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Chapter 5. Fonts

Chapter 5. Fonts

Specifying typesetting properties is one of the most common uses of style sheets. Such properties include a font’s size, its width, its weight (is it light or bold?), and its posture (does it slant or stand upright?).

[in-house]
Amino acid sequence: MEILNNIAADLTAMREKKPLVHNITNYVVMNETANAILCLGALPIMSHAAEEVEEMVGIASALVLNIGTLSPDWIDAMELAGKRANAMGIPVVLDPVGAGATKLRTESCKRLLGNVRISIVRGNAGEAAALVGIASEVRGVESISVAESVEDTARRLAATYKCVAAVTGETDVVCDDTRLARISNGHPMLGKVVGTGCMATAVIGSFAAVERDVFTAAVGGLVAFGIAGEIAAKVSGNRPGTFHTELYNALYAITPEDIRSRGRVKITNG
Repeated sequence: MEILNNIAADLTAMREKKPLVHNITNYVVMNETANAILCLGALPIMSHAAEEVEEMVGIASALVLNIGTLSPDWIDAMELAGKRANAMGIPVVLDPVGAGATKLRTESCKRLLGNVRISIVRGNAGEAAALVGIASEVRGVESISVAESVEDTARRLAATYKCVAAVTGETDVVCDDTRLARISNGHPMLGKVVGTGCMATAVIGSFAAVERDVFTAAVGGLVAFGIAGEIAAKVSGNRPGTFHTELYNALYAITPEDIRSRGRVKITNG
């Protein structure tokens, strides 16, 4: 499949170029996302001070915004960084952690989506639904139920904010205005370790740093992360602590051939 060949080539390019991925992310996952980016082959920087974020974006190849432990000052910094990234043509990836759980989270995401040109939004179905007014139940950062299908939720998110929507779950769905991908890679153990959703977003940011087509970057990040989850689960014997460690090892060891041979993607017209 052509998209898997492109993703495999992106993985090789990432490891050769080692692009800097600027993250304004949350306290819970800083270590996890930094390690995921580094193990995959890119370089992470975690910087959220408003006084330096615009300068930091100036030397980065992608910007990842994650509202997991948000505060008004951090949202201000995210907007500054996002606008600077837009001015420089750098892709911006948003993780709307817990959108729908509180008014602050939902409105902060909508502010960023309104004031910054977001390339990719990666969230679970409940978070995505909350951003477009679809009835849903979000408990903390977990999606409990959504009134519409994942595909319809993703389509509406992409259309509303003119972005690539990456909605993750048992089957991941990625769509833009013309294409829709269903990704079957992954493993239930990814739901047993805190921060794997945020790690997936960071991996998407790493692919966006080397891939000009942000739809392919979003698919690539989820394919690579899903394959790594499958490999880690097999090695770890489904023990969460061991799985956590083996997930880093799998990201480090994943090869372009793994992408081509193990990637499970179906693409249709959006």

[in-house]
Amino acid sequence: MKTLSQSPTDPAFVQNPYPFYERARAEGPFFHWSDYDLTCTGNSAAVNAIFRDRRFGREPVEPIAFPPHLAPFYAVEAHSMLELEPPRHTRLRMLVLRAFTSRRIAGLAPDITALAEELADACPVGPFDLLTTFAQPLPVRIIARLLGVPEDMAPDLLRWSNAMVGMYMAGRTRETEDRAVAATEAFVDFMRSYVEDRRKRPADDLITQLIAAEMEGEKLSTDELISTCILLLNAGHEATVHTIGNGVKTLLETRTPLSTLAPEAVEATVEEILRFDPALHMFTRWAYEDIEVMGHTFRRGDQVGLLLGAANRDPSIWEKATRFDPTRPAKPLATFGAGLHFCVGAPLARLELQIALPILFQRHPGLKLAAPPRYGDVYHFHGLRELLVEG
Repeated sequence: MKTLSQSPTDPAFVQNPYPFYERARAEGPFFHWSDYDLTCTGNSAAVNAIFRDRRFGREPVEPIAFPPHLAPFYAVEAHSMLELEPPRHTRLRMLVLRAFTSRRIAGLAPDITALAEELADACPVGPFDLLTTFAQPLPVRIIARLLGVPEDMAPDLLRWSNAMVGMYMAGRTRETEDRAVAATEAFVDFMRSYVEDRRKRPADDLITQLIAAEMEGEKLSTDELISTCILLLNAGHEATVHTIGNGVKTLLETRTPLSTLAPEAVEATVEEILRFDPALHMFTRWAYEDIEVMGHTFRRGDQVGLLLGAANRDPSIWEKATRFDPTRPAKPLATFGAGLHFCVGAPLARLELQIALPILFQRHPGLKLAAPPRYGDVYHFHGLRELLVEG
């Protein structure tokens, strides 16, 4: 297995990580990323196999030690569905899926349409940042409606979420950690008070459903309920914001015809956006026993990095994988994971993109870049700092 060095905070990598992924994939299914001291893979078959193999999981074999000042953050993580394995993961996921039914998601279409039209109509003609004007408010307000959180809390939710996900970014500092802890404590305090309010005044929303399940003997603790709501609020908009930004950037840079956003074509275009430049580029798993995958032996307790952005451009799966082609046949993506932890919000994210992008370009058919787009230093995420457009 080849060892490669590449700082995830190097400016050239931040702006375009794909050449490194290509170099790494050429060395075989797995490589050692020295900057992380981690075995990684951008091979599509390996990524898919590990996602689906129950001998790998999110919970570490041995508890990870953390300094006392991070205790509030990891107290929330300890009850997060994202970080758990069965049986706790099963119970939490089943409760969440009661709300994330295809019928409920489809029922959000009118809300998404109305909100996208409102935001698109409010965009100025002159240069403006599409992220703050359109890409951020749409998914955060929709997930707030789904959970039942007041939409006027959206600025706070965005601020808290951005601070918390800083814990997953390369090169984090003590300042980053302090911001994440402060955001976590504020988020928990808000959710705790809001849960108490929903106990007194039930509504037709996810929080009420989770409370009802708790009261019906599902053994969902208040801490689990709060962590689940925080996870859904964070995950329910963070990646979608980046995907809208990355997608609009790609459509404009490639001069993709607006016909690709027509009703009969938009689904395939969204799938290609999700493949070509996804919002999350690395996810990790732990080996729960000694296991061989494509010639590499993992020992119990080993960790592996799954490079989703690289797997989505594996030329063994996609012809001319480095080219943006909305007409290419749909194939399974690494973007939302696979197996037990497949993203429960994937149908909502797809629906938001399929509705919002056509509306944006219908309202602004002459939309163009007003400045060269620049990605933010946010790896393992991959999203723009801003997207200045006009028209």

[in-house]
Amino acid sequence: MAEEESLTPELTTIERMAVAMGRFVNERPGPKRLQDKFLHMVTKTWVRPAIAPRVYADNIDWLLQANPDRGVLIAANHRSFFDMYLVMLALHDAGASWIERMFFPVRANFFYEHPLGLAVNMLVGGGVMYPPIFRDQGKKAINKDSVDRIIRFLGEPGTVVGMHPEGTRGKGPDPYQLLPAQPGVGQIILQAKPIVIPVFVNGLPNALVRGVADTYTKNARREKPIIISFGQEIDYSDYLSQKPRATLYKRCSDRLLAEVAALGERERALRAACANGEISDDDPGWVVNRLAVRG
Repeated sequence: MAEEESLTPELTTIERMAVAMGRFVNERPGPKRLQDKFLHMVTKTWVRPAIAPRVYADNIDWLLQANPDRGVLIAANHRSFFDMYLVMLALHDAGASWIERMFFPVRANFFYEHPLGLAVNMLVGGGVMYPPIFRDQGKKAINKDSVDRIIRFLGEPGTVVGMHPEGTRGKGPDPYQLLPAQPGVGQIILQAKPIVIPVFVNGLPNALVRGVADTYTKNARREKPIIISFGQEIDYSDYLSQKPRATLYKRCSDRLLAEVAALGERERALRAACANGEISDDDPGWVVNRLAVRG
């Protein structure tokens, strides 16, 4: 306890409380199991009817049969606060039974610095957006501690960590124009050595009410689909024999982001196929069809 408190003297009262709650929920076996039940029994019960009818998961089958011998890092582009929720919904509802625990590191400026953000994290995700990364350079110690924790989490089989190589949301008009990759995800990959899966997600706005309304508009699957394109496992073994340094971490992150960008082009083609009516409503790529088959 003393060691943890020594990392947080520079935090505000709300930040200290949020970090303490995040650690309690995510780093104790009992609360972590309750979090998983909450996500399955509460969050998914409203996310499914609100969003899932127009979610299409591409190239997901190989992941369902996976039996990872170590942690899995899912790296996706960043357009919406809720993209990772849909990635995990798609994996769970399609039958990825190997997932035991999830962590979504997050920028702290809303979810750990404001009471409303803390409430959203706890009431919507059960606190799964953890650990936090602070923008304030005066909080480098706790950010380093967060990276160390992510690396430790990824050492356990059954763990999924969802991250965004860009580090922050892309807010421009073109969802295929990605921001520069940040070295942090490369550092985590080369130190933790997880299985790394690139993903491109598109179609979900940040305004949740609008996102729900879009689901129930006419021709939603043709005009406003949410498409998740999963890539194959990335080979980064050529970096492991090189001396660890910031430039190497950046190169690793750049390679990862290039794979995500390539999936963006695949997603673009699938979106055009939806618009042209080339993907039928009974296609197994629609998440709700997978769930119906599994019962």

Getting the fonts you want with HTML is difficult because HTML was designed without any concept of fonts. In HTML, the appearance of the page is the result of the browser’s inserting styles it thinks are appropriate. It does this using the HTML structural information in your document. The lack of control over fonts in HTML has led to documents containing pictures of text instead of text. By making pictures of text, designers get total control over fonts. They can pick and choose between any font they have on their own machine and don’t have to worry about which fonts are available on the user’s machine. The downside of using images is that documents become big and download slowly.


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